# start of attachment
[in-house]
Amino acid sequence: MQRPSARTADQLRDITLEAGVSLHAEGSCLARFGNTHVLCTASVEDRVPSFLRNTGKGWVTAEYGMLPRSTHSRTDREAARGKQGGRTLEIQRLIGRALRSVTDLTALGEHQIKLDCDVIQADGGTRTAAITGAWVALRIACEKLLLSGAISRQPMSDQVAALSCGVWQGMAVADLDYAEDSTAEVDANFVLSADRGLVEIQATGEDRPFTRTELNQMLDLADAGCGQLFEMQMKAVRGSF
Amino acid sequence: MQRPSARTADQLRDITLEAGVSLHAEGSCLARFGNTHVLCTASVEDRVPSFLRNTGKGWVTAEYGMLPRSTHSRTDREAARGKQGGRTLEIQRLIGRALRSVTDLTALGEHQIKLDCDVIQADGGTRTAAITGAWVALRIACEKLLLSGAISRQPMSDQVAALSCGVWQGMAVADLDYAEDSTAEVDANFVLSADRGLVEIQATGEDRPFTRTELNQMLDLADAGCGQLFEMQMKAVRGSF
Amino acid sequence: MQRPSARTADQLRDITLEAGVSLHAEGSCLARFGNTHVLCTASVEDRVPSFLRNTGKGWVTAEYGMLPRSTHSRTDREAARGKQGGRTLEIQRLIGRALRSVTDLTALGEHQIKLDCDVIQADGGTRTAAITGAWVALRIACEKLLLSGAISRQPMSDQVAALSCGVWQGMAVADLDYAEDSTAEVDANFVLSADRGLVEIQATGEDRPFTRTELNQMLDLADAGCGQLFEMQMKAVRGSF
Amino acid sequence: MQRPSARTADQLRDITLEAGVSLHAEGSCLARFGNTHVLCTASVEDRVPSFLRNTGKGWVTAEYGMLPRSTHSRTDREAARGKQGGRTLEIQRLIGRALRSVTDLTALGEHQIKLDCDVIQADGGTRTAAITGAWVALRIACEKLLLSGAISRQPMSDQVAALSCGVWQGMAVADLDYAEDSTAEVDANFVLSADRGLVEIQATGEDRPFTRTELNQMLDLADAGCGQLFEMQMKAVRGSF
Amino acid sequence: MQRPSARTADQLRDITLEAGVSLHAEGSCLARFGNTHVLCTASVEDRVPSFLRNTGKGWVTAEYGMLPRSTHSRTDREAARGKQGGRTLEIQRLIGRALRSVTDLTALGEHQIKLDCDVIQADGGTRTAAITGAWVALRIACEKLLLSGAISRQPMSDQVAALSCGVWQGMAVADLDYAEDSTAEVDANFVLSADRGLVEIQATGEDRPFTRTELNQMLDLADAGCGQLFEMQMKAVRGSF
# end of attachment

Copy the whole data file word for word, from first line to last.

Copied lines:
[in-house]
Amino acid sequence: MQRPSARTADQLRDITLEAGVSLHAEGSCLARFGNTHVLCTASVEDRVPSFLRNTGKGWVTAEYGMLPRSTHSRTDREAARGKQGGRTLEIQRLIGRALRSVTDLTALGEHQIKLDCDVIQADGGTRTAAITGAWVALRIACEKLLLSGAISRQPMSDQVAALSCGVWQGMAVADLDYAEDSTAEVDANFVLSADRGLVEIQATGEDRPFTRTELNQMLDLADAGCGQLFEMQMKAVRGSF
Amino acid sequence: MQRPSARTADQLRDITLEAGVSLHAEGSCLARFGNTHVLCTASVEDRVPSFLRNTGKGWVTAEYGMLPRSTHSRTDREAARGKQGGRTLEIQRLIGRALRSVTDLTALGEHQIKLDCDVIQADGGTRTAAITGAWVALRIACEKLLLSGAISRQPMSDQVAALSCGVWQGMAVADLDYAEDSTAEVDANFVLSADRGLVEIQATGEDRPFTRTELNQMLDLADAGCGQLFEMQMKAVRGSF
Amino acid sequence: MQRPSARTADQLRDITLEAGVSLHAEGSCLARFGNTHVLCTASVEDRVPSFLRNTGKGWVTAEYGMLPRSTHSRTDREAARGKQGGRTLEIQRLIGRALRSVTDLTALGEHQIKLDCDVIQADGGTRTAAITGAWVALRIACEKLLLSGAISRQPMSDQVAALSCGVWQGMAVADLDYAEDSTAEVDANFVLSADRGLVEIQATGEDRPFTRTELNQMLDLADAGCGQLFEMQMKAVRGSF
Amino acid sequence: MQRPSARTADQLRDITLEAGVSLHAEGSCLARFGNTHVLCTASVEDRVPSFLRNTGKGWVTAEYGMLPRSTHSRTDREAARGKQGGRTLEIQRLIGRALRSVTDLTALGEHQIKLDCDVIQADGGTRTAAITGAWVALRIACEKLLLSGAISRQPMSDQVAALSCGVWQGMAVADLDYAEDSTAEVDANFVLSADRGLVEIQATGEDRPFTRTELNQMLDLADAGCGQLFEMQMKAVRGSF
Amino acid sequence: MQRPSARTADQLRDITLEAGVSLHAEGSCLARFGNTHVLCTASVEDRVPSFLRNTGKGWVTAEYGMLPRSTHSRTDREAARGKQGGRTLEIQRLIGRALRSVTDLTALGEHQIKLDCDVIQADGGTRTAAITGAWVALRIACEKLLLSGAISRQPMSDQVAALSCGVWQGMAVADLDYAEDSTAEVDANFVLSADRGLVEIQATGEDRPFTRTELNQMLDLADAGCGQLFEMQMKAVRGSF